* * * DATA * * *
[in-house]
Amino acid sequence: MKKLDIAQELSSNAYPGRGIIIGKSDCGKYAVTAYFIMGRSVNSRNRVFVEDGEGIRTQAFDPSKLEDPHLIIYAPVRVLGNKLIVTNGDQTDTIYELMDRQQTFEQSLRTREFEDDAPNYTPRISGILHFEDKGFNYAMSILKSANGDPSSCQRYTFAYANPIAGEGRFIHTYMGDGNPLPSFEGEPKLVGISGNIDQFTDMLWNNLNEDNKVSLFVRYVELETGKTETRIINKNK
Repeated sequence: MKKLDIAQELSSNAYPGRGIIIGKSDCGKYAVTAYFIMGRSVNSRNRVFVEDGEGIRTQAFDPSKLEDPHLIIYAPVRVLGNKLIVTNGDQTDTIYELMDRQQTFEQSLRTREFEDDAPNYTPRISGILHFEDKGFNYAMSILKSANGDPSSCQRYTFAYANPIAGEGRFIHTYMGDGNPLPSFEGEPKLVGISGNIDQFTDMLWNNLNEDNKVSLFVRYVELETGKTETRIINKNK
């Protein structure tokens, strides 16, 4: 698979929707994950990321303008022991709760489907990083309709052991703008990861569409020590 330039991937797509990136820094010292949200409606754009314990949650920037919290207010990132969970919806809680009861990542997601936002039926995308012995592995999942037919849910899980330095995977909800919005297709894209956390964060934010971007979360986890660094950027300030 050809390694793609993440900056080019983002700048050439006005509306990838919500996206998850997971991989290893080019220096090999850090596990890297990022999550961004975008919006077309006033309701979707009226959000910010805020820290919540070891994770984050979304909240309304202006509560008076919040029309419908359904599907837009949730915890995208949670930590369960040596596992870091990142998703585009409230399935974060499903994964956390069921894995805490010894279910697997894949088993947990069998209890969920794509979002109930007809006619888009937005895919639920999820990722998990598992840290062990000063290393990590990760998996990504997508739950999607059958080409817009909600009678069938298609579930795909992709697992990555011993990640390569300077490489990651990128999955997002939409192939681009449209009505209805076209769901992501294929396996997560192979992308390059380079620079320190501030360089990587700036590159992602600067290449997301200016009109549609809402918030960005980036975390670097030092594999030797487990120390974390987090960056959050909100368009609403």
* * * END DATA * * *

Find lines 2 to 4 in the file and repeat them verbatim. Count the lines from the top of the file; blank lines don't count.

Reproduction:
Amino acid sequence: MKKLDIAQELSSNAYPGRGIIIGKSDCGKYAVTAYFIMGRSVNSRNRVFVEDGEGIRTQAFDPSKLEDPHLIIYAPVRVLGNKLIVTNGDQTDTIYELMDRQQTFEQSLRTREFEDDAPNYTPRISGILHFEDKGFNYAMSILKSANGDPSSCQRYTFAYANPIAGEGRFIHTYMGDGNPLPSFEGEPKLVGISGNIDQFTDMLWNNLNEDNKVSLFVRYVELETGKTETRIINKNK
Repeated sequence: MKKLDIAQELSSNAYPGRGIIIGKSDCGKYAVTAYFIMGRSVNSRNRVFVEDGEGIRTQAFDPSKLEDPHLIIYAPVRVLGNKLIVTNGDQTDTIYELMDRQQTFEQSLRTREFEDDAPNYTPRISGILHFEDKGFNYAMSILKSANGDPSSCQRYTFAYANPIAGEGRFIHTYMGDGNPLPSFEGEPKLVGISGNIDQFTDMLWNNLNEDNKVSLFVRYVELETGKTETRIINKNK
């Protein structure tokens, strides 16, 4: 698979929707994950990321303008022991709760489907990083309709052991703008990861569409020590 330039991937797509990136820094010292949200409606754009314990949650920037919290207010990132969970919806809680009861990542997601936002039926995308012995592995999942037919849910899980330095995977909800919005297709894209956390964060934010971007979360986890660094950027300030 050809390694793609993440900056080019983002700048050439006005509306990838919500996206998850997971991989290893080019220096090999850090596990890297990022999550961004975008919006077309006033309701979707009226959000910010805020820290919540070891994770984050979304909240309304202006509560008076919040029309419908359904599907837009949730915890995208949670930590369960040596596992870091990142998703585009409230399935974060499903994964956390069921894995805490010894279910697997894949088993947990069998209890969920794509979002109930007809006619888009937005895919639920999820990722998990598992840290062990000063290393990590990760998996990504997508739950999607059958080409817009909600009678069938298609579930795909992709697992990555011993990640390569300077490489990651990128999955997002939409192939681009449209009505209805076209769901992501294929396996997560192979992308390059380079620079320190501030360089990587700036590159992602600067290449997301200016009109549609809402918030960005980036975390670097030092594999030797487990120390974390987090960056959050909100368009609403």